README—Polyform Puzzler

Author: David Goodger <>
Date: 2015-02-24
Web site:
Copyright: © 1998-2015 by David J. Goodger
License:GPL 2

Polyform Puzzler is a set of solvers for many polyform puzzles (like Pentominoes and Soma Cubes), and a software toolkit for exploring & solving polyform puzzles. It consists of a set of front-end applications for specific polyform puzzles and a Python library that does the heavy lifting. New polyforms and new puzzles can easily be defined and added. Python 2.4 or higher is required.

Polyform Puzzler also contains a Sudoku puzzle solver using the same (versatile!) engine.



This section is for those who understand computers well and who want to get up & running quickly. If you don't know what a "shell" is, or if you don't understand any of the following steps, go to "Installation" below. Full details are in the following sections.

  1. Get and install the latest release of Python, available from

    Python 2.5 or later; Python 2.7.2 or later is recommended.

  2. Use the latest Polyform Puzzler code. Get the code from Subversion or from the snapshot:

    See Snapshots below for details.

  3. Unpack the snapshot tarball (archive file) in a temporary directory (not directly in Python's site-packages).

    For example, on Unix, GNU/Linux, or Mac OS X, in a shell type:::

    tar xzf puzzler-snapshot.tgz

    On Windows, use the WinZip program (or equivalent) to unpack the archive file.

  4. In a shell/terminal, move (cd) into the temporary directory:

    cd puzzler

There are two ways to proceed from here: install it, or just run it:

Install It

This option installs the Polyform Puzzler library into Python's system-wide standard library.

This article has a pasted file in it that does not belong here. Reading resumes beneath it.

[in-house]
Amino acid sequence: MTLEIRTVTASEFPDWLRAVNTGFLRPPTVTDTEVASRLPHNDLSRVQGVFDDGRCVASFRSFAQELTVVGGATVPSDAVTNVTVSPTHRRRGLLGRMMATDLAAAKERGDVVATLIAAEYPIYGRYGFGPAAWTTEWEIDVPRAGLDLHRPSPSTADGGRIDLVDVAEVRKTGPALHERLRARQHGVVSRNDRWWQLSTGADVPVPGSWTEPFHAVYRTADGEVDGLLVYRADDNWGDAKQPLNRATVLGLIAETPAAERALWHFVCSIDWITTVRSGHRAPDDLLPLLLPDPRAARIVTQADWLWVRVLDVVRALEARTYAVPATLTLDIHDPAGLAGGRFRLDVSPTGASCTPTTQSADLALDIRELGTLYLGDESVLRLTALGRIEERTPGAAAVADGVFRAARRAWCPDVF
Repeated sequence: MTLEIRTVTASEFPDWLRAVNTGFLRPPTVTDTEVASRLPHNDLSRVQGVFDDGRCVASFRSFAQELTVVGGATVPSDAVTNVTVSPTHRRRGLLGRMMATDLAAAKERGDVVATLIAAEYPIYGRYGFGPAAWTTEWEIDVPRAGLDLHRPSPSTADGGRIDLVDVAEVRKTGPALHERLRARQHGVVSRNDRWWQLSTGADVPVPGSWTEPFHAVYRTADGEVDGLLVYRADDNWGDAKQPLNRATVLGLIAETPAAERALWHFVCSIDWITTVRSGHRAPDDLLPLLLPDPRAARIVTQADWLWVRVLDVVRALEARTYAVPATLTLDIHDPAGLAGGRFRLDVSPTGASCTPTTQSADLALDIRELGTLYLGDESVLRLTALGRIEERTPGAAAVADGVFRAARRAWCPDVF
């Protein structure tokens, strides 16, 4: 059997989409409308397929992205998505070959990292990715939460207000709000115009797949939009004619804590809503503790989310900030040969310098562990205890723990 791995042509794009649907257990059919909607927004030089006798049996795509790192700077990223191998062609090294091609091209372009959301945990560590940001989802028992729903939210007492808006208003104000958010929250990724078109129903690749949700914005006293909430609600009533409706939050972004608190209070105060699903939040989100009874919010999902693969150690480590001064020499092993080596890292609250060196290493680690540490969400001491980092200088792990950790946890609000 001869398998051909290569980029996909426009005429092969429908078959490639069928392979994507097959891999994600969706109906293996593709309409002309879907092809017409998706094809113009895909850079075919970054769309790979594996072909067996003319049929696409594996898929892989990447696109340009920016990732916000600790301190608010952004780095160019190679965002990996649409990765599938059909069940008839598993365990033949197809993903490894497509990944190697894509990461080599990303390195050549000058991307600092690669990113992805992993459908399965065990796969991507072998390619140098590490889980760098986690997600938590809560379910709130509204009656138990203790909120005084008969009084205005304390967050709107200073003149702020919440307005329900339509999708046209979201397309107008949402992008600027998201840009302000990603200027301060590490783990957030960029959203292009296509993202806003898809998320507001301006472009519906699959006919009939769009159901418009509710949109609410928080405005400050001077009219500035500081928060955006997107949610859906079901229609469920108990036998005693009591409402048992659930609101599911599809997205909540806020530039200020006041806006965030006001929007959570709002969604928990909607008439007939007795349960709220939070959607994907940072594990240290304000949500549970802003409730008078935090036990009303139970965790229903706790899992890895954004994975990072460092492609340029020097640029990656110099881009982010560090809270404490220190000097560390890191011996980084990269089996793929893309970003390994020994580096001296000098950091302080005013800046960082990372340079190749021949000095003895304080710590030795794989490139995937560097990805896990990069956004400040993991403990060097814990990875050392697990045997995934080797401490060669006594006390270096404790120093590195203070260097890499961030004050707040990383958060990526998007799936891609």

1. Run with admin rights. On Windows systems it may be sufficient to double-click On Unix, GNU/Linux, or Mac OS X, type:

    (enter admin password)

    See Installation below for details.

  2. Use a front-end application from the "bin" subdirectory. For example:

    cd bin
    ./            (Unix/Mac)
    python       (Windows)

    See Usage below for details.

Just Run It

This option allows you to use the "puzzler" package without installing it permanently. Note that you will only be able to use the "puzzler" package from one location (where you unpacked it, not from arbitrary locations on your system), unless you install it, or you set your PYTHONPATH environment variable.

  1. In the top-level directory (containing the "puzzler", "docs", and "bin" directories), you can run the various front-ends.

    See Usage below for details.

    • Unix/Mac users:

      Enter the following command:

      PYTHONPATH= bin/

      The PYTHONPATH= part tells Python to look in the current directory for modules and packages, so it can find the "puzzler" package (directory).

    • Windows users:

      Enter the following commands:

      set PYTHONPATH=;
      python bin\

      The set PYTHONPATH=; command tells Python to look in the current directory for modules and packages, so it can find the "puzzler" package (directory).

      If the Python executable is not on your PATH, you will have to specify its location, e.g.:

      C:\Python24\python bin\


We recommend that you always use the current snapshot, which is usually updated within an hour of changes being committed to the repository:

To keep up to date on the latest developments, either download fresh copies of the snapshots regularly, or use the Subversion repository:

svn co

Project Files & Directories


OS-specific installation instructions follow. For non-standard installations (i.e. installing to non-standard places, like your home directory), please see Installing Python Modules.